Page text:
SpeakSTRONG Newsletter January 11, 2010

Meryl Runion’s SpeakSTRONG Newsletter

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What a Week – Time to Get Collaborative

Last week I led a webinar about how to give yourself a communication makeover. if you missed it, the archive is here. If it is useful to you, please pass it on.

This week, the airwaves are full of conversations about how our country needs a communication makeover – particularly when the conversation turns political. My wish and prayer is the tragic events over the weekend will wake us up to the harmful effect of adversarial communication and open us up the the possibilities of collaborative communication. I will be giving a number of radio interviews about how we can make that shift and restore sanity to our political conversations. My publisher is running a series of blog posts about my political communication book. Her posts contain excerpts from the manuscript. But politics is only one area where the inability to relate civilly and collaboratively causes harm and foul. Stay with me to develop the magic of collaboration in all of your relationships – work and home.

Respect, Recognition and Results

Webinar logoLast week’s webinar was about how to create a plan to grow and develop your own communication makeover. This week’s will tell you how to get respect and support for making changes. How do you get others to believe in you, stop revisiting and even give you support for your growth, ideas and initiatives?

I’m changing providers, so if you had trouble getting on last week, this week’s venue includes more options. You can call or listen on the web. For callers there will be local numbers and skype instructions. You can view the slides on your computer or download the PDF of the slides. You can also view the replay.

I ask you to register so I’ll have an idea of how many are coming and I can send you updates and coupon codes. Join us!

A Pre-webinar Chat

I mute the phone lines during webinars because it would be too noisy otherwise. However, I’ll be available to chat before the next webinar with people who attended or viewed last week’s presentation. Simply log in to Thursday’s webinar 20 minutes early and I’ll be on and chatting. I invite you to submit questions and comments in advance – either on the comment box at the webinar site of via email. That will be at 10:40 Mountain time – please do your own math.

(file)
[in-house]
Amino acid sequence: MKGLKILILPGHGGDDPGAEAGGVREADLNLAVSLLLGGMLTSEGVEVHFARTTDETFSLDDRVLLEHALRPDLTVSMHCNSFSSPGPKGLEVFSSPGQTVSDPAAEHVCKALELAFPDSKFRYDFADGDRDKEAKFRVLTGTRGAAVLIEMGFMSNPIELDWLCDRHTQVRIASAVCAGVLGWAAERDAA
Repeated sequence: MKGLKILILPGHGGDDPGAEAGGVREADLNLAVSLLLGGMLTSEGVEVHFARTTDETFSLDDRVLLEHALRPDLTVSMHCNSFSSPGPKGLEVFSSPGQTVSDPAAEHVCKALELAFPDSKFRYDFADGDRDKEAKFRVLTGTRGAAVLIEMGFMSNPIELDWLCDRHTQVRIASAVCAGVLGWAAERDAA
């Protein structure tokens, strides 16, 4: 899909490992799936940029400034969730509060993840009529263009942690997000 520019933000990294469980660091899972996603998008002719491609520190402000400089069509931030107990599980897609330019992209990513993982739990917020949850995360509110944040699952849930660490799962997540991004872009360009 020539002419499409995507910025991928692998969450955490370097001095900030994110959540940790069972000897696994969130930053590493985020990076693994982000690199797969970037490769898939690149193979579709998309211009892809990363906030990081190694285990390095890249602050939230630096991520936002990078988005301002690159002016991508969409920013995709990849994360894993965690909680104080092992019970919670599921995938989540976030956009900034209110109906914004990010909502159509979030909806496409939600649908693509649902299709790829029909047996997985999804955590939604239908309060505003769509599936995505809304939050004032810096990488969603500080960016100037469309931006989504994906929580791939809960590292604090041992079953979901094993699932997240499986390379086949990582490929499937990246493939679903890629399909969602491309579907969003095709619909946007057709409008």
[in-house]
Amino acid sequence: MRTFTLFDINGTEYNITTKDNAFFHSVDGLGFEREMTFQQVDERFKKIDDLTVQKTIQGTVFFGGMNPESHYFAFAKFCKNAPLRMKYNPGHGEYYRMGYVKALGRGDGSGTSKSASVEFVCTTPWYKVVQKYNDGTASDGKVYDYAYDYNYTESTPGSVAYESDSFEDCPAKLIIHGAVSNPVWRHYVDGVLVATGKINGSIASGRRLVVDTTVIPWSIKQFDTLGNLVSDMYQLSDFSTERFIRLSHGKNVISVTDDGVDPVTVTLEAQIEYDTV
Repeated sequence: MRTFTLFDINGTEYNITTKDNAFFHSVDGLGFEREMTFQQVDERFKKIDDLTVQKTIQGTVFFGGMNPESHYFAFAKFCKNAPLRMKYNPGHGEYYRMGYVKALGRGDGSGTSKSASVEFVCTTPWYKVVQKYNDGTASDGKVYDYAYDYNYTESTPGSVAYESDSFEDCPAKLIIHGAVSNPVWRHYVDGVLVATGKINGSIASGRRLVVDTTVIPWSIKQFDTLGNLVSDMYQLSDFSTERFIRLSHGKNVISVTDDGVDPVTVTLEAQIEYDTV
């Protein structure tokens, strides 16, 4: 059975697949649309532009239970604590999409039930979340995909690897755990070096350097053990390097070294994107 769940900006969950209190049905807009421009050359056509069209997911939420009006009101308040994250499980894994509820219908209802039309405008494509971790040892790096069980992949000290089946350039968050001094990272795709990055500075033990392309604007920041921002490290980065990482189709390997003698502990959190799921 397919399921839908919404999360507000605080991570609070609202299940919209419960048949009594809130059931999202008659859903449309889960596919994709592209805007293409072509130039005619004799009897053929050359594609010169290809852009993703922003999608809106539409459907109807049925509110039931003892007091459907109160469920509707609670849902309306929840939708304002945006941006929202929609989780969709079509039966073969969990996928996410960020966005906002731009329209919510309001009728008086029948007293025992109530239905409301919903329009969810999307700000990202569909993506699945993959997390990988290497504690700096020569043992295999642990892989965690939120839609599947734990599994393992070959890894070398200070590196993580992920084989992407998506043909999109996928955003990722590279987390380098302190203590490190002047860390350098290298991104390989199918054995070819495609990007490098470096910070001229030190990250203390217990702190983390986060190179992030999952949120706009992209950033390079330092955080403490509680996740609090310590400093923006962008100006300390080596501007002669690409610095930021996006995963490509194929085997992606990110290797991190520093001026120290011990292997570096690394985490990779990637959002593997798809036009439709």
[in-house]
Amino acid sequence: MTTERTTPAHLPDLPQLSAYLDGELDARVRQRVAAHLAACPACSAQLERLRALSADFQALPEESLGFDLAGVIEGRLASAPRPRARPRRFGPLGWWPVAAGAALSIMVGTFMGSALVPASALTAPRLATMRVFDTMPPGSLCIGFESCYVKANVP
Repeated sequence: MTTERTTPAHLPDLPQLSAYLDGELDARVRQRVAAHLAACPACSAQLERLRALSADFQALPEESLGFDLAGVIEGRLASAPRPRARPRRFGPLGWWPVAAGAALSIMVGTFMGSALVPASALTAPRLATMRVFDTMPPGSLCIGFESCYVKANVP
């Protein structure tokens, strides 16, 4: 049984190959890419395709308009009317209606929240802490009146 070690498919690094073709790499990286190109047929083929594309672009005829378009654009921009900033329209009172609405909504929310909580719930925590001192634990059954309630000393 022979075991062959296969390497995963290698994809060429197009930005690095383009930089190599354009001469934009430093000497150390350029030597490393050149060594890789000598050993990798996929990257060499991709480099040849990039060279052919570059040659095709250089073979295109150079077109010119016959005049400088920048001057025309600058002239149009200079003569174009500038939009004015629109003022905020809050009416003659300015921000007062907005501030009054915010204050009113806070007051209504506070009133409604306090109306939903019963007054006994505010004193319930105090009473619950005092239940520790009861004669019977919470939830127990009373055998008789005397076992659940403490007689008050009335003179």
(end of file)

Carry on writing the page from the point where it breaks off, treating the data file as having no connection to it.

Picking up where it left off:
What to Say when Someone Say You’re Resisting

women-arm-wrestleHe asked an either/or question, and she danced around the answer. He pressed in and she still danced around the answer. Then he told her she was resisting him, and asked again. She came closer to answering than she had before, but still didn’t make a clear choice.

What do you say when someone accuses you of resisting them? In my work, I have found that people resist for reasons, and there is more to be learned by exploring why they don’t answer a simple question than in pursuing the question.

And when it’s an either/or question, it may be that they have been given a false choice, and don’t like any of their options.

I respect their resistance. It’s telling us something. I respect my own resistance as well. There are times when exploring my own resistance reveals an unwillingness to commit and grow. But other times, my resistance is actually an unwillingness to shrink. I resist because what I am being asked seems puts me in a box that isn’t a fit.

So when someone tells me I’m resisting, I say,

  • I wonder why. Let’s explore it.

That ends the verbal struggle and gets to what’s REALLY going on.


Six Steps to Gain Respect, Recognition and Results

It’s challenging enough to make changes in lifelong habits when we have support. It’s even more challenging when we don’t. Here are your six steps to gain respect and recognition for your initiatives and to get results. You can read a longer explanation on canada.com. We’ll be going into detail at Thursday’s free communication webinar.

  • Create a clear vision. Make it concrete.
  • Commit to action. Have a plan before you share your goals with potential nay-sayers.
  • Identify your reasons. What will the benefits of the change be? Why do you want to do this?
  • Anticipate objections. Step inside other’s shoes and anticipate why they might shoot your plan down.
  • Share your plans with prepared phrases. Get your talking points down before you face others. Remember to say what you mean and mean what you say without being mean when you say it.
  • Ask for support outright. Say something like, “I’d really like you to help me succeed here. Can I count on you for support?”
  • Be prepared to act without support if needed. Nothing convinces like your own commitment and success. Sometimes you need to demonstrate first and then the support comes easily.

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When Things Fall Apart, Take the Lead

Dan Mulhern writes a great blog about everyday leaders. This week he addressed the shooting in Arizona and said some inspiring things. He said,

“You can praise when the culture is decrying. You can point out troublesome facts when the rest of the team is in denial. You can laugh at yourself when everyone’s being a little too self-serious. Or, you can just offer a humble opinion to get the bus rolling (it’s a lot easier to steer a moving bus.”)

Well, I praise Dan and others who offer a forward-moving perspective. My observations about the extensiveness of violence in our communication has been troublesome for many, although I’m getting more ears this week. My humble opinion is Dan is right. When things fall apart, lead.

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“Say What You Mean, Mean What You Say, without being mean when you say it.”
© 2010 · Meryl Runion and SpeakStrong, Inc · All Rights Reserved

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